UNITED STATES of America, Appellee, v. Herminio CONCEPCIÓN-MONTIJO, Defendant, Appellant.
Herminio Concepción-Montijo pled guilty to a single count of being a felon in possession of a firearm. See 18 U.S.C. § 922(g)(1). The district court sentenced Concepción to a 120–month statutory maximum term of imprisonment. On appeal, Concepción argues first that the court committed procedural error by improperly calculating the applicable guideline sentencing range (“GSR”), and second that his sentence is substantively unreasonable because the court undervalued Concepción's personal circumstances.
Turning first to his claim of procedural error, Concepción argues that the district court improperly relied on unauthenticated documents to apply a career-offender enhancement based on a previous conviction for residential burglary in Illinois.1 However, in adopting the probation officer's recommended 120–month sentence—an upward variance from the top end of the GSR—the district court explained:
The probation officer has indicated that, whether or not his offense level were 13 and his Criminal History Category [were] IV, as argued by Mr. Concepcion, he would recommend this sentence, and the Court agrees.
The district court further justified its variance based on “Concepción's extensive criminal history of drug possession and trafficking and weapons possession includ[ing] charges in the States of Illinois, New Jersey, New Mexico, as well as in Puerto Rico.”
As the court's words make plain, it focused not on Concepción's Illinois residential burglary conviction to justify its variant sentence, but rather on his numerically and geographically expansive record of drug and weapons charges. It thus concluded that it would have imposed the same sentence regardless of the applicable offense level and criminal history category. Accordingly, any error in the calculation of Concepción's GSR was harmless. See United States v. Magee, 834 F.3d 30, 38 (1st Cir. 2016).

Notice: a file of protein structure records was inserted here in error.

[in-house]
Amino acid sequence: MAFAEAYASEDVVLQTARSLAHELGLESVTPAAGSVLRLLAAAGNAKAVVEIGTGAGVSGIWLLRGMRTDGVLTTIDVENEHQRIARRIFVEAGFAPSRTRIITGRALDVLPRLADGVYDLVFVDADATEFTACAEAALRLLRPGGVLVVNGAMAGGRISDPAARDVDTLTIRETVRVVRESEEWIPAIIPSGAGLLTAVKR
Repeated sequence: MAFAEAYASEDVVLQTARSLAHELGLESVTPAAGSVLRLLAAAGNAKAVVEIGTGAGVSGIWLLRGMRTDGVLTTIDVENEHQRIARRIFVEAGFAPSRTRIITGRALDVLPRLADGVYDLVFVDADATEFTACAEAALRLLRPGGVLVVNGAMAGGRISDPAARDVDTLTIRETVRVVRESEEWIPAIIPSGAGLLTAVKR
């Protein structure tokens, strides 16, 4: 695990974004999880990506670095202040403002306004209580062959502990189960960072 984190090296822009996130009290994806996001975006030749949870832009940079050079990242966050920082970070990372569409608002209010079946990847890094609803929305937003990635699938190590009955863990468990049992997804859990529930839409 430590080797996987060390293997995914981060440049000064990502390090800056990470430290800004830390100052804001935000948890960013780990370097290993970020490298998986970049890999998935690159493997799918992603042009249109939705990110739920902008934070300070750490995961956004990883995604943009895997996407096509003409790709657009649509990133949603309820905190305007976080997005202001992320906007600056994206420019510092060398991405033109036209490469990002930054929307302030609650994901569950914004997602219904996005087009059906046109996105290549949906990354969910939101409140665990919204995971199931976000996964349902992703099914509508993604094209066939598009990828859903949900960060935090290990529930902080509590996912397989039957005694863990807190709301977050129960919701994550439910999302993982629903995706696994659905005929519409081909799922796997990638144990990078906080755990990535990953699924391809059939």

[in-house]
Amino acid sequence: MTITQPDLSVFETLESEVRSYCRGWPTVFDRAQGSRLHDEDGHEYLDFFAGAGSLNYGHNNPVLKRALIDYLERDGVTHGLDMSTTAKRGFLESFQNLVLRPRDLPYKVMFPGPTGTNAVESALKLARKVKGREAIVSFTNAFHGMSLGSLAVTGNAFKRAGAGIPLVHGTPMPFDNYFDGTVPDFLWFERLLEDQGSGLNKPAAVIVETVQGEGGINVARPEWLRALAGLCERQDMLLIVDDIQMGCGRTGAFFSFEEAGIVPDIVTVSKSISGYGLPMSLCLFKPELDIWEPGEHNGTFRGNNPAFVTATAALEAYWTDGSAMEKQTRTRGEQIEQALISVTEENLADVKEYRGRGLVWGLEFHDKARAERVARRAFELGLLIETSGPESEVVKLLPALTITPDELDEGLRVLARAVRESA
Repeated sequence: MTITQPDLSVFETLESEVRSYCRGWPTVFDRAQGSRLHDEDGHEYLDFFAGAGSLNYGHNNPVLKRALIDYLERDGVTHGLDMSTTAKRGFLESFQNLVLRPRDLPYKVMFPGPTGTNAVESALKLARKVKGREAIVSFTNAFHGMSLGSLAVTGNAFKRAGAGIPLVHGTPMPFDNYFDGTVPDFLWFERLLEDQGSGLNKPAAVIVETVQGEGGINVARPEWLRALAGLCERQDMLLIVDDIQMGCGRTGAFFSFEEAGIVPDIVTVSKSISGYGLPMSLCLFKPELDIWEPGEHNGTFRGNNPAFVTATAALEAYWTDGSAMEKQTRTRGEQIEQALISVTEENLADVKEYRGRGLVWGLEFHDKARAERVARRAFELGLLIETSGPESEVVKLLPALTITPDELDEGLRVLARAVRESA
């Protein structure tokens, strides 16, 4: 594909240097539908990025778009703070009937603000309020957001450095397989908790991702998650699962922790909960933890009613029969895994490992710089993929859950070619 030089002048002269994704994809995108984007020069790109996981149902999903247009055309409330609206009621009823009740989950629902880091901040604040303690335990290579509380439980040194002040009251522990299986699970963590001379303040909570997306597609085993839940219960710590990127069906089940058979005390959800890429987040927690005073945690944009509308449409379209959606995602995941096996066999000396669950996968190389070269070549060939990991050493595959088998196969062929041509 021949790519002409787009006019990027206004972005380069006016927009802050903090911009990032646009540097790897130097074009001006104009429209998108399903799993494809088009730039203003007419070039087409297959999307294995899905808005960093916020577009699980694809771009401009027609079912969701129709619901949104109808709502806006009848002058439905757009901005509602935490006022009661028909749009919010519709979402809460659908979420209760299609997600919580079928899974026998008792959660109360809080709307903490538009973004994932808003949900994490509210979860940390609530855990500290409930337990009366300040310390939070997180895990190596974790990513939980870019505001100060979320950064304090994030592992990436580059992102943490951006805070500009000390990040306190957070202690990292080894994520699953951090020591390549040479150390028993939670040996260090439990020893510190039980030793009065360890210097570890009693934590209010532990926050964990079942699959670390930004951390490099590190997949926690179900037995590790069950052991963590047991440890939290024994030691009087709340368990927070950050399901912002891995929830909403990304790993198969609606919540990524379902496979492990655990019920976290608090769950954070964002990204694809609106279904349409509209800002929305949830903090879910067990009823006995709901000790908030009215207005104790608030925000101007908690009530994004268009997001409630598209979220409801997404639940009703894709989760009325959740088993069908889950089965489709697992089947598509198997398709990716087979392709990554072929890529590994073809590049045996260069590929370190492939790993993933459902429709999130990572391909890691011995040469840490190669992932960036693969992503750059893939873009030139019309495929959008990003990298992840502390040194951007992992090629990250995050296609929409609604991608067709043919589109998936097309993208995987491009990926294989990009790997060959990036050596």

Turning next to Concepción's claim of substantive error, we first note that “[a]lthough an appellate court must take into account the full extent of any variance, the dispositive question remains whether the sentence is reasonable in light of the totality of the circumstances.” United States v. Santiago-Rivera, 744 F.3d 229, 234 (1st Cir. 2014) (citation omitted). “[T]he lynchpin of a reasonable sentence is a plausible sentencing rationale and a defensible result.” Id. (quoting United States v. Martin, 520 F.3d 87, 96 (1st Cir. 2008)). Moreover, a court is “well within its discretion in giving greater weight to [a defendant's] criminal history than other factors.” United States v. Arroyo-Maldonado, 791 F.3d 193, 200 (1st Cir. 2015).
Here, the court stated that it considered “the section 3553(a) factors, the elements of the offense, Mr. Concepcion's participation in it, the need to promote respect for the law and protect the public from further crimes by Mr. Concepcion, as well as the issues of deterrence and punishment.” It further explained that it believed that Concepción's “criminal history category, [which the probation officer had calculated as] the highest possible, substantially under-represents the seriousness of his criminal history or the likelihood that he will commit other crimes in the future.” See United States v. Flores-Machicote, 706 F.3d 16, 21 (1st Cir. 2013) (justifying an upward variance where the sentencing court concluded “that an asymmetry exists which results in a substantial underestimation of the defendant's criminal history”); United States v. Politano, 522 F.3d 69, 74–75 (1st Cir. 2008) (justifying an upward variance where the sentencing court concluded that a defendant's “likelihood of recidivism was underestimated in the Guidelines”).
In concluding that the statutory maximum sentence was justified because this incident—the attempted sale of a stolen .22 caliber rifle—was just the latest in a pattern of serious crimes, the district court offered a plausible rationale for its variance grounded in both “the nature and circumstances of the offense” and the “characteristics of the offender.” See Santiago-Rivera, 744 F.3d at 234 (quoting Martin, 520 F.3d at 91). We therefore find no abuse of the district court's broad sentencing discretion in this case.
For the foregoing reasons, we AFFIRM.
1. In the district court, rather than paying the fees that Cook County, Illinois, charged for printing official court documents, the government instead introduced a letter from the relevant federal probation office, a police report, and a court docket printout, to establish Concepción's residential burglary conviction.